Justin Delgado is husband to Kacie Doyle-Delgado, diagnosed at age 11. After more than a decade together, he considers himself to be an expert carb counter and Dexcom inserter. He graduated with his Master of Science in Finance from the University of Utah in 2013 and has been working in commercial banking since then. He attended his first Friends for Life conference in 2015 and is looking forward to volunteering with the teens.
August 16, 2007
Other, Type 2
Question from Mt. Vernon, Texas, USA:
My 85-year-old mom arrived in Lewisville to be closer to family, after living in Chicago for 31 years, to an assisted living facility on July 7, 2007. My brother and sister-in-law have helped mom move in and get settled. My niece and nephew are thrilled that grandma is now living minutes away. Mom was comforted knowing that family is there for her. On July 14, I spoke with my mom before bedtime asking me what she should eat and told me she had been nauseated with vomiting earlier in the day, but did eat a light dinner. I asked mom to check her blood sugar, which she told me was in the 170s mg/dl [9.4 to 9.9 mmol/L], but she was diaphoretic. My brother was called and mom was taken to the Emergency Room within 5 minutes with dehydration and hypertension. She received hydration and was admitted for evaluation and treatment. While in the hospital, mom was on an insulin sliding scale and did have sugars more than 200 mg/dl [11.1 mmol/L] that required a dose of insulin. She was discharged on the 16th, and to my surprise, did not receive any dietary guidelines. My brother did have my mom to meet her new family practice doctor days before hospitalization. My concern is that she is not scheduled to see her doctor until August 13. Her initial appointment with an endocrinologist is not until September 13. This past weekend, mom again had a hypoglycemic episode, but recovered after eating. Now, when she gets up at 6 a.m., she is checking her blood sugar, eating a light meal, and rechecking her blood sugars two hours postprandial. Mom is feeling better and, today, plans to call her doctor and endocrinologist to try to get an earlier appointment. Mom needs patient teaching, to meet with a dietitian and her endocrinologist as soon as possible so that she has an understanding of her diabetes, with family teaching and after care. Beloved family members need support and teaching. Knowledge is empowering and my mom has a desire to learn and maintain her independence for as long as possible. She is an innocent, dependent on those entrusted to her care to facilitate her well being. I wonder if the ball was dropped somewhere. Patients deserve to be treated with dignity, respect, and our seniors need advocates to help them in the process. This is a deserved payback for the hours of love and care my mom gave raising five children. I love my mom very much and realize we all need others to help us. My mom is open to living, learning and enjoying her new life. So, is it the standard to discharge a diabetic patient without teaching before discharge, to facilitate matters so that patient's needs will be addressed?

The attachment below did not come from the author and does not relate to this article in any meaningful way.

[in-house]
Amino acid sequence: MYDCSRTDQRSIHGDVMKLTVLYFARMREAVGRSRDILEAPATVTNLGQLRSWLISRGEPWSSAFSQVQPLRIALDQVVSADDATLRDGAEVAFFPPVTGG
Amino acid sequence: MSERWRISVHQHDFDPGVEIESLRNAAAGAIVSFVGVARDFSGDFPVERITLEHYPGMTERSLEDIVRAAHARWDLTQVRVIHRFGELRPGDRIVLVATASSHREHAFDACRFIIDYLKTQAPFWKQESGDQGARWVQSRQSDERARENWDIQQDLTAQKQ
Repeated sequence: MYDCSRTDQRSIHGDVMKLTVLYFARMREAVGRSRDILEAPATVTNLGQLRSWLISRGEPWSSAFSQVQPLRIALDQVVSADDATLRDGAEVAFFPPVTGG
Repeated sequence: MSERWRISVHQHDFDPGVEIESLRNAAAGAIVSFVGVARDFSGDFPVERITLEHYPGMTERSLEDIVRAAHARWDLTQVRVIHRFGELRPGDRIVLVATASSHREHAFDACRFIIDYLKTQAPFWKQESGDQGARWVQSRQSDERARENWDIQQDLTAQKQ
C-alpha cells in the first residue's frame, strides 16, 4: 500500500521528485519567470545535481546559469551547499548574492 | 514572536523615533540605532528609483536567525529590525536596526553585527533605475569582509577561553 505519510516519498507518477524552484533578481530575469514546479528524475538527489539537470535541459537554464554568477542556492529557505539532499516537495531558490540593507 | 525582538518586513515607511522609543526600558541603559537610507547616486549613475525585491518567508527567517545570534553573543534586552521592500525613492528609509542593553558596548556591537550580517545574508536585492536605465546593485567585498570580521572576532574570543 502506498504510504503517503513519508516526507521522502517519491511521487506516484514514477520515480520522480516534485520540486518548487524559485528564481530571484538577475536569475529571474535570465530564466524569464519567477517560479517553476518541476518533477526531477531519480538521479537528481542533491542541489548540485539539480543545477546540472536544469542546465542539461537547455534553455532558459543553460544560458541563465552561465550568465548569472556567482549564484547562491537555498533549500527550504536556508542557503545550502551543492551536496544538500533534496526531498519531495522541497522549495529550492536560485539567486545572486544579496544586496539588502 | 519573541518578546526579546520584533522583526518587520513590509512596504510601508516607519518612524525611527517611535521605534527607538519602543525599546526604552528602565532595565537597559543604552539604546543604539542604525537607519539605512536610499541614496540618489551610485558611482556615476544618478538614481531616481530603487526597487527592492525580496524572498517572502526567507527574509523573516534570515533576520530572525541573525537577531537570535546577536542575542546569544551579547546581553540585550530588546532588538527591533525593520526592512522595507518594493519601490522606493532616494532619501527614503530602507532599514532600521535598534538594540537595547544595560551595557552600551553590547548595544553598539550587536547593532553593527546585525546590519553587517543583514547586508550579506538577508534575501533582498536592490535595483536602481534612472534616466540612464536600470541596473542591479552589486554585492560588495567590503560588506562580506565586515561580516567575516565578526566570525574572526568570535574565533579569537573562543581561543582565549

My response to your question is that a comprehensive plan for diabetes care would have been the best outcome at discharge. If she did not receive this, you might try talking to her physician who was in charge of her care in the hospital. Many times, the diabetes-related services provided in the hospital are also available as an outpatient. If all of her care could not be coordinated during a short stay, than some type of outpatient plan would be very reasonable. Since I do not have the medical summary for your mother’s care, I am not able to comment on all the medical therapy she received. I think it is the things we don’t know as patients that make us the most nervous and concerned. It sounds like she needs some reassurance and contact with professionals that are experts in diabetes care. Many times, the diabetes care team, made of up nurses, dietitians, therapists, and physicians’ assistants are also highly qualified to provide diabetes education outside the physician’s office. You might check with your mother’s local physicians how you might contact these people to get a head start on education even before she meets with her physicians in August and September.